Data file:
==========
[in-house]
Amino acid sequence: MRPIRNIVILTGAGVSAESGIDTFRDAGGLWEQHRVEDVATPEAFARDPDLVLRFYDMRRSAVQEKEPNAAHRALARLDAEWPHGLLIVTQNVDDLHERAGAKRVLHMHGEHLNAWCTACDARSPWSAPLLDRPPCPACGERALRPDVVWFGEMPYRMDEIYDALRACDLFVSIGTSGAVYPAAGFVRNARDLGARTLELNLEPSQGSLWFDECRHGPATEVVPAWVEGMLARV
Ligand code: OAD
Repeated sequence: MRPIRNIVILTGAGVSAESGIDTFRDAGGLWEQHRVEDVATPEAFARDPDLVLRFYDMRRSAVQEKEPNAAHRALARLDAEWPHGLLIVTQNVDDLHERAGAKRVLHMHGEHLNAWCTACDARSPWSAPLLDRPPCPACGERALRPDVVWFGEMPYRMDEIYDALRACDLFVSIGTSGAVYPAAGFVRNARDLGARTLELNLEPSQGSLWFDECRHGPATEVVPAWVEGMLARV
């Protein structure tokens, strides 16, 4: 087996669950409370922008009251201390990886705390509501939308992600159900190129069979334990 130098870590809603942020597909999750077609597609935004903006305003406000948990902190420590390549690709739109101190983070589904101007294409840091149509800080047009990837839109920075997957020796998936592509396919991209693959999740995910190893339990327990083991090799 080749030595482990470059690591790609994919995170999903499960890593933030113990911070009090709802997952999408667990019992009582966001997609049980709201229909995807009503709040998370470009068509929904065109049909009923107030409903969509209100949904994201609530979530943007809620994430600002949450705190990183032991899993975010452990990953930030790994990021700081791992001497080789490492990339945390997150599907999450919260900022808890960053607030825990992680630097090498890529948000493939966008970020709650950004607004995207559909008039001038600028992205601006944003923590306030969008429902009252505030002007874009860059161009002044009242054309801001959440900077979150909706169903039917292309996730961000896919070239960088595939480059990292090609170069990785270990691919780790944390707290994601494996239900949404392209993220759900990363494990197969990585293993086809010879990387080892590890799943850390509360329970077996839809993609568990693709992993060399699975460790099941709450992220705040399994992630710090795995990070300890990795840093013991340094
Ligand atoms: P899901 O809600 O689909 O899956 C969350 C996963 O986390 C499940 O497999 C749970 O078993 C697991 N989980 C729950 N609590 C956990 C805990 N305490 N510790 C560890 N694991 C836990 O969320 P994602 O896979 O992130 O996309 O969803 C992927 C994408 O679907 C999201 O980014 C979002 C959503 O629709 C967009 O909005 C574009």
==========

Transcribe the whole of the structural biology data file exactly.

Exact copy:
[in-house]
Amino acid sequence: MRPIRNIVILTGAGVSAESGIDTFRDAGGLWEQHRVEDVATPEAFARDPDLVLRFYDMRRSAVQEKEPNAAHRALARLDAEWPHGLLIVTQNVDDLHERAGAKRVLHMHGEHLNAWCTACDARSPWSAPLLDRPPCPACGERALRPDVVWFGEMPYRMDEIYDALRACDLFVSIGTSGAVYPAAGFVRNARDLGARTLELNLEPSQGSLWFDECRHGPATEVVPAWVEGMLARV
Ligand code: OAD
Repeated sequence: MRPIRNIVILTGAGVSAESGIDTFRDAGGLWEQHRVEDVATPEAFARDPDLVLRFYDMRRSAVQEKEPNAAHRALARLDAEWPHGLLIVTQNVDDLHERAGAKRVLHMHGEHLNAWCTACDARSPWSAPLLDRPPCPACGERALRPDVVWFGEMPYRMDEIYDALRACDLFVSIGTSGAVYPAAGFVRNARDLGARTLELNLEPSQGSLWFDECRHGPATEVVPAWVEGMLARV
């Protein structure tokens, strides 16, 4: 087996669950409370922008009251201390990886705390509501939308992600159900190129069979334990 130098870590809603942020597909999750077609597609935004903006305003406000948990902190420590390549690709739109101190983070589904101007294409840091149509800080047009990837839109920075997957020796998936592509396919991209693959999740995910190893339990327990083991090799 080749030595482990470059690591790609994919995170999903499960890593933030113990911070009090709802997952999408667990019992009582966001997609049980709201229909995807009503709040998370470009068509929904065109049909009923107030409903969509209100949904994201609530979530943007809620994430600002949450705190990183032991899993975010452990990953930030790994990021700081791992001497080789490492990339945390997150599907999450919260900022808890960053607030825990992680630097090498890529948000493939966008970020709650950004607004995207559909008039001038600028992205601006944003923590306030969008429902009252505030002007874009860059161009002044009242054309801001959440900077979150909706169903039917292309996730961000896919070239960088595939480059990292090609170069990785270990691919780790944390707290994601494996239900949404392209993220759900990363494990197969990585293993086809010879990387080892590890799943850390509360329970077996839809993609568990693709992993060399699975460790099941709450992220705040399994992630710090795995990070300890990795840093013991340094
Ligand atoms: P899901 O809600 O689909 O899956 C969350 C996963 O986390 C499940 O497999 C749970 O078993 C697991 N989980 C729950 N609590 C956990 C805990 N305490 N510790 C560890 N694991 C836990 O969320 P994602 O896979 O992130 O996309 O969803 C992927 C994408 O679907 C999201 O980014 C979002 C959503 O629709 C967009 O909005 C574009």